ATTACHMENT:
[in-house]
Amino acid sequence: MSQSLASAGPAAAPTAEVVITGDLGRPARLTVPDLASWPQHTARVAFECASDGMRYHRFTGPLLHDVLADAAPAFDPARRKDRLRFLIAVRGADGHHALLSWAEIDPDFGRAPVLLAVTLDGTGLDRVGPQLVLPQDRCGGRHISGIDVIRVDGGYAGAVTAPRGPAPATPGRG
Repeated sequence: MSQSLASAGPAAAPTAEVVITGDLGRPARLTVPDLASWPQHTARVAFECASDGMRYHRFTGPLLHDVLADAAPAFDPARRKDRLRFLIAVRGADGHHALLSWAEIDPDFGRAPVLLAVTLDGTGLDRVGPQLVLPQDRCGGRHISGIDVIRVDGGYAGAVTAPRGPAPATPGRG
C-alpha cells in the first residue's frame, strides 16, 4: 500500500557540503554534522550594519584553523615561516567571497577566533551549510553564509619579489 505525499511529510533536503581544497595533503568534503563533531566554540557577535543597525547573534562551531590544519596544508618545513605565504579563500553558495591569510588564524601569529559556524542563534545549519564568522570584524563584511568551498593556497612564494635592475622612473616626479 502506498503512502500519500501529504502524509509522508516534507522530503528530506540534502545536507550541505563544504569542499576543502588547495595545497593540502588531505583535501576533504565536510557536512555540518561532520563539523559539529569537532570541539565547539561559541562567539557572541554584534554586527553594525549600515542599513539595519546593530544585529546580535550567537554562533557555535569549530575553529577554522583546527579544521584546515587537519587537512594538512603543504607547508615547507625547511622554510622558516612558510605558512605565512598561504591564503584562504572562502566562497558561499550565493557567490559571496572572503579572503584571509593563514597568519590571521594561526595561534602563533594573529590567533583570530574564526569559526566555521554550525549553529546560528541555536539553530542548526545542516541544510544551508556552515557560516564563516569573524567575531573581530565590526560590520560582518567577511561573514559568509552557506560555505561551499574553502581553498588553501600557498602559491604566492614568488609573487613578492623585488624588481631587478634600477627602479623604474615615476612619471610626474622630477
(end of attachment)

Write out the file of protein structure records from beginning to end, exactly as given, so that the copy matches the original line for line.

[in-house]
Amino acid sequence: MSQSLASAGPAAAPTAEVVITGDLGRPARLTVPDLASWPQHTARVAFECASDGMRYHRFTGPLLHDVLADAAPAFDPARRKDRLRFLIAVRGADGHHALLSWAEIDPDFGRAPVLLAVTLDGTGLDRVGPQLVLPQDRCGGRHISGIDVIRVDGGYAGAVTAPRGPAPATPGRG
Repeated sequence: MSQSLASAGPAAAPTAEVVITGDLGRPARLTVPDLASWPQHTARVAFECASDGMRYHRFTGPLLHDVLADAAPAFDPARRKDRLRFLIAVRGADGHHALLSWAEIDPDFGRAPVLLAVTLDGTGLDRVGPQLVLPQDRCGGRHISGIDVIRVDGGYAGAVTAPRGPAPATPGRG
C-alpha cells in the first residue's frame, strides 16, 4: 500500500557540503554534522550594519584553523615561516567571497577566533551549510553564509619579489 505525499511529510533536503581544497595533503568534503563533531566554540557577535543597525547573534562551531590544519596544508618545513605565504579563500553558495591569510588564524601569529559556524542563534545549519564568522570584524563584511568551498593556497612564494635592475622612473616626479 502506498503512502500519500501529504502524509509522508516534507522530503528530506540534502545536507550541505563544504569542499576543502588547495595545497593540502588531505583535501576533504565536510557536512555540518561532520563539523559539529569537532570541539565547539561559541562567539557572541554584534554586527553594525549600515542599513539595519546593530544585529546580535550567537554562533557555535569549530575553529577554522583546527579544521584546515587537519587537512594538512603543504607547508615547507625547511622554510622558516612558510605558512605565512598561504591564503584562504572562502566562497558561499550565493557567490559571496572572503579572503584571509593563514597568519590571521594561526595561534602563533594573529590567533583570530574564526569559526566555521554550525549553529546560528541555536539553530542548526545542516541544510544551508556552515557560516564563516569573524567575531573581530565590526560590520560582518567577511561573514559568509552557506560555505561551499574553502581553498588553501600557498602559491604566492614568488609573487613578492623585488624588481631587478634600477627602479623604474615615476612619471610626474622630477